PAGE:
On a site called authorsroundthesouth.com there is a section called Parapalooza that has authors (and possibly others) reading a brief paragraph from one of their books or from a book that has meant something to them. Rick Bragg reads from To Kill a Mockingbird. It’s a great way to discover authors unfamiliar to you and just a terrific way to while away a lazy summer afternoon.
And if you love southern authors as much as I do this site is full of gems.
I haven’t read or watched Orange is the new Black but there was a buzzfeed posting today listing all the books mentioned in one year of the series – it’s a long post but if you want to check it out – here’s the link
I am going to have to watch at least an episode or two – they seem to be picking up the literary legacy of The Gilmore Girls – which wouldn’t have occurred to me.
The Sunday Globe today (6/26) has its summer reading list with suggestions from their critics – including Hallie Ephron and Bill Littlefield who have been guests at the Library. I am always torn between being excited that there are so many excellent books I haven’t read and discouraged that there are so many excellent books I haven’t read. In this case there are some oldies and still very goodies on the lists.
To check out the list for your encouragement or discouragement
I think we read for lots of reasons and I have read several books lately that have taught me things I didn’t know but occasionally I just like to read for pleasure – or sometimes just to pass the time when I am stuck with nothing else to do – hence the airplane comment.
So for me an airplane book is one that is pleasant enough to read so that it distracts me from being cramped in a small seat with someone snoring to my left but doesn’t require me to do any serious thinking and probably not much checking of words that I don’t know.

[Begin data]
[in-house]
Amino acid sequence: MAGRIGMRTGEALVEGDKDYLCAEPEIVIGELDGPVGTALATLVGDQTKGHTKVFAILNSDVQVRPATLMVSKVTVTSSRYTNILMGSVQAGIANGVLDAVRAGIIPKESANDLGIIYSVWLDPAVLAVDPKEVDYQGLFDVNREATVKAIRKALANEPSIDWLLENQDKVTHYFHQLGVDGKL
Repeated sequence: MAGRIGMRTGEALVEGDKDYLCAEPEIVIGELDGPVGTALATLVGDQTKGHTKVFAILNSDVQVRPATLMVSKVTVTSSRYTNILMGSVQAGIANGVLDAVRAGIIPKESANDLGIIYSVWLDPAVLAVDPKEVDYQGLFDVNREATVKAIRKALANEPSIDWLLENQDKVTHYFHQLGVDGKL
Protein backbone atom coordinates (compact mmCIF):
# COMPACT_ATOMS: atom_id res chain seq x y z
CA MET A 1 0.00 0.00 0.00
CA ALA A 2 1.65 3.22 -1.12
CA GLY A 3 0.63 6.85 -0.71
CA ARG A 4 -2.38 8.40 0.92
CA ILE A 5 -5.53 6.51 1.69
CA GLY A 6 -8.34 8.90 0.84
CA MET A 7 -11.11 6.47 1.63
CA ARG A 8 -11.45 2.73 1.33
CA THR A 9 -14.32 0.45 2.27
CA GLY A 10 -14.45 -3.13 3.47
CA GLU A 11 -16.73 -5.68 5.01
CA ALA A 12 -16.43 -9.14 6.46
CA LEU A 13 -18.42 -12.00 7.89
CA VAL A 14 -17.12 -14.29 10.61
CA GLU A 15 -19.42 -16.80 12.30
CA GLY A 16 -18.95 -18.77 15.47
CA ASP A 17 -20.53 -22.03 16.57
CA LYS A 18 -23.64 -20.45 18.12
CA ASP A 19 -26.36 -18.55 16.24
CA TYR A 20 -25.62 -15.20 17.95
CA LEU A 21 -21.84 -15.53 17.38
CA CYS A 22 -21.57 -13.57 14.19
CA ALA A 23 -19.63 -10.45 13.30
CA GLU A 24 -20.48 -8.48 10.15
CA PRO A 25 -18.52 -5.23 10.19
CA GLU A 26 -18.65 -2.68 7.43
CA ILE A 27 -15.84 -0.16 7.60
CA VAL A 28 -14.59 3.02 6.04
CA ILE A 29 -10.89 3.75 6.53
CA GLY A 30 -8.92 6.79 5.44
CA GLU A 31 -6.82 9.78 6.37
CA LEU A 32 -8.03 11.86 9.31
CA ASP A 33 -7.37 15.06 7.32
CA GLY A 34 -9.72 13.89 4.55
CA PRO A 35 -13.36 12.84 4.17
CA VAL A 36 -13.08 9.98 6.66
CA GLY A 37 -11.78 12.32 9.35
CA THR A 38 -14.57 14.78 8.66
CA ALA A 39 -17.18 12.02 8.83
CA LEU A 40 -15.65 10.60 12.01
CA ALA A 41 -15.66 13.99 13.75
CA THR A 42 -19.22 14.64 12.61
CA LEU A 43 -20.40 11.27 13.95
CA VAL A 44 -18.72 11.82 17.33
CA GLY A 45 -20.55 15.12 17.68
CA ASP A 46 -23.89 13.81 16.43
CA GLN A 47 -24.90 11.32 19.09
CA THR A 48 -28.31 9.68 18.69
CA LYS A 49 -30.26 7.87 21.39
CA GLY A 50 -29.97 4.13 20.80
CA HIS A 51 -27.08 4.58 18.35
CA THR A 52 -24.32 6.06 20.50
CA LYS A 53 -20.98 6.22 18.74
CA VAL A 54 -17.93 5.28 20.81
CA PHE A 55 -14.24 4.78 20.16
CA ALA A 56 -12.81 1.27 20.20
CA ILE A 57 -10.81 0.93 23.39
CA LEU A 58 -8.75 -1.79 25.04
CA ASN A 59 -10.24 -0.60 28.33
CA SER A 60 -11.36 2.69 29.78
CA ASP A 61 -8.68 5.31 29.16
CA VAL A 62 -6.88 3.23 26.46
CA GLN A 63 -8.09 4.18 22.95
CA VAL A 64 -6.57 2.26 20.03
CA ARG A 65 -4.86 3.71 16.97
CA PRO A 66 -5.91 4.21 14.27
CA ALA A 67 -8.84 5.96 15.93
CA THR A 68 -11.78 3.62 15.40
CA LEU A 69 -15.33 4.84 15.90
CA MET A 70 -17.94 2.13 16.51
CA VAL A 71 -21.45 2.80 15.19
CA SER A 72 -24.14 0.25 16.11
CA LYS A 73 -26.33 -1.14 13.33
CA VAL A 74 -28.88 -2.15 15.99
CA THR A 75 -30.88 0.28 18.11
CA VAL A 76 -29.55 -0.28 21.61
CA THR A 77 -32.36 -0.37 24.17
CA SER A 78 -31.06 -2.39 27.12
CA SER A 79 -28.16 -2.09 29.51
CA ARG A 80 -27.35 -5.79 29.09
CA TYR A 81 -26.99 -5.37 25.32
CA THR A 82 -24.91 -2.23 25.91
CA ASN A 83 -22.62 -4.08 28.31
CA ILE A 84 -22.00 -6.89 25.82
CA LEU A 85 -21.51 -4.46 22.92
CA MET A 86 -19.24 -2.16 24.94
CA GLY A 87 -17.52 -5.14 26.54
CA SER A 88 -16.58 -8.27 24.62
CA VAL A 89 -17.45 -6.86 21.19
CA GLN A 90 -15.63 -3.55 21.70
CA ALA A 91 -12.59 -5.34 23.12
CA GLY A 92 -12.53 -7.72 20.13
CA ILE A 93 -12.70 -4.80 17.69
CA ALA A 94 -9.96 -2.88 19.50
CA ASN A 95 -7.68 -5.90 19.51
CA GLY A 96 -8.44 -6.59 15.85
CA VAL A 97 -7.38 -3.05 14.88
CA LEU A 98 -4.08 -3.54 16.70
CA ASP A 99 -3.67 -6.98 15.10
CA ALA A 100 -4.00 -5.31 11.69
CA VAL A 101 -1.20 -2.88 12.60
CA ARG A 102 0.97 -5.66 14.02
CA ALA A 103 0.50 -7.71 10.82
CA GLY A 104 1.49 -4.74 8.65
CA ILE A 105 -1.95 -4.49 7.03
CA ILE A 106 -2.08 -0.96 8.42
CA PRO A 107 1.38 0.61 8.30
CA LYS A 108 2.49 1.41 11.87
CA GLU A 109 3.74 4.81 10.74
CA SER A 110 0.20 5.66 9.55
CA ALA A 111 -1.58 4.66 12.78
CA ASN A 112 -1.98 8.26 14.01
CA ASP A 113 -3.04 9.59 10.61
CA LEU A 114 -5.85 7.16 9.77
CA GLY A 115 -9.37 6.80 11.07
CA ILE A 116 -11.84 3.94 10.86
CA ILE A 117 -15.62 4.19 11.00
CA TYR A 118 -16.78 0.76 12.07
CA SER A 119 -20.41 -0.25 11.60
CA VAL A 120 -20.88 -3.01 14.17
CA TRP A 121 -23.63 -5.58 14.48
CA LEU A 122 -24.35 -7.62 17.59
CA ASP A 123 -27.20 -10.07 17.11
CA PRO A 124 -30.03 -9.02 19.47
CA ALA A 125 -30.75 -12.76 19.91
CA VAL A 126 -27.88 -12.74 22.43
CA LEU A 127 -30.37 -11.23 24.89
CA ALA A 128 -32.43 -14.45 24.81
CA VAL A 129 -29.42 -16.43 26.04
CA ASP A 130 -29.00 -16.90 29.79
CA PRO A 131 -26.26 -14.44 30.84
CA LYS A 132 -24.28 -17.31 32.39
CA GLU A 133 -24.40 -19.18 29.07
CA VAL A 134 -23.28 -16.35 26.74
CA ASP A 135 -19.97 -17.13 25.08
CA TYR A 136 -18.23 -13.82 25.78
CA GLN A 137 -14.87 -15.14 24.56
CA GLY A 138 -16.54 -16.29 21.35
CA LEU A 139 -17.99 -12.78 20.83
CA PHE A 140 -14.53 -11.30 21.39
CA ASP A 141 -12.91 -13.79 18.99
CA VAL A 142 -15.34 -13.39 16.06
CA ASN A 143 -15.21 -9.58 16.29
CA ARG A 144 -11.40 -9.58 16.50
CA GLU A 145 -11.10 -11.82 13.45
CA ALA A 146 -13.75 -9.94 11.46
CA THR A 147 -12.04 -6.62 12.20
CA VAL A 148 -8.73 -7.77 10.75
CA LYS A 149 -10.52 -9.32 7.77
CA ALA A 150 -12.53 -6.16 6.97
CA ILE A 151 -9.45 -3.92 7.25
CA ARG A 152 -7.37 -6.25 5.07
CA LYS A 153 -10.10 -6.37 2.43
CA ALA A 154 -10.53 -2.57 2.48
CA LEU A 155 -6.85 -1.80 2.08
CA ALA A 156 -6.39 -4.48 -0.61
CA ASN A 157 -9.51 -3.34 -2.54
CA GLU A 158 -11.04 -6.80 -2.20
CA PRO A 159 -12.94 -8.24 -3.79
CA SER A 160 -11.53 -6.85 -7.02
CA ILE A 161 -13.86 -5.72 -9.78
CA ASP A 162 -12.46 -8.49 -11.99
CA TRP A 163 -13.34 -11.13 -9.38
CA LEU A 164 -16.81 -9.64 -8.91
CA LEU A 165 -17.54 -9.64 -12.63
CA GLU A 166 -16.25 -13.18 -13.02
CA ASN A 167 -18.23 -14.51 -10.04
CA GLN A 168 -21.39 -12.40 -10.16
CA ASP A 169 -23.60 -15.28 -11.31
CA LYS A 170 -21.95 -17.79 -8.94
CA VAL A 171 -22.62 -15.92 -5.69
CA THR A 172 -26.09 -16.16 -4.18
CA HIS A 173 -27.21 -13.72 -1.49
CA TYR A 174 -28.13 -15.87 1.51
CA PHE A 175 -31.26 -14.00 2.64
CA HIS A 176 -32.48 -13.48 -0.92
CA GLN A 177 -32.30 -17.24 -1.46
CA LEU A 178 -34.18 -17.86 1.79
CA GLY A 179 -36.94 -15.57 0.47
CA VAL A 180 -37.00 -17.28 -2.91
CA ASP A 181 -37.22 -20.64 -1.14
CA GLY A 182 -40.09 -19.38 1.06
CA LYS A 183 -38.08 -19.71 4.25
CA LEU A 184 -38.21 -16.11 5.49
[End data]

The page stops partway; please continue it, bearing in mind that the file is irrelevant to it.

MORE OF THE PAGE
And when I am done, if I forget and leave it in the plane seat pocket there isn’t a loss because it isn’t great enough that I want to immediately share it with others.
SO – is all your reading serious reading or do you have your own airplane equivalent – and if so, what fall into that category?
OK – it really is all right to just say this isn’t the book for me and put it down – no matter how many other people say it’s wonderful.
But if – for some reason – you feel compelled to finish it here are some amusing aids to getting to the end
(credit to Amanda Bell for this article)
Don’t know about you but lots of mine is spent reading.
My favorite of the last few months is the sequel to Nobody’s Fool by Richard Russo – Everybody’s Fool. He is one of my favorite authors and I really enjoyed this trip back in time.
I have also become a big fan of Fredrik Backman and his latest Britt-Marie was Here was much enjoyed. And liked Helen Simonson’s new title The Summer Before the War – she is the author of Major Pettigrew’s Last Stand which I loved and this one is a bit more complex but has some great characters and gives you an interesting look at a particular place in England in the summer before WWI.
Read a really interesting non-fiction book about corpse dogs – not what you think – they find them called What the Dog Knows by Cat Warren.
Enjoyed Elly Griffiths latest – The Woman in Blue and found a new mystery author – David Taylor that I really like – his first was Night Life. I am looking forward to the next one. Also enjoyed The Promise by Robert Crais – made me wonder why I don’t read more of his.
And finally got around to Chance Harbor by Holly Robinson and liked this one as well as her others. Looking forward to seeing her in the fall with a new book.
SO – how about you. What book have you found that you couldn’t put down?
but don’t forget the older ones.
Each April, since 1917, the Pulitzer Prize exalts some of the highest achievements in journalism and the arts. For the fiction award, the committee honors a piece of distinguished fiction by an American author, preferably dealing with American life, published the previous year. His Family by Ernest Poole was the first book to ever receive the award. This year, the prize is celebrating its centennial. –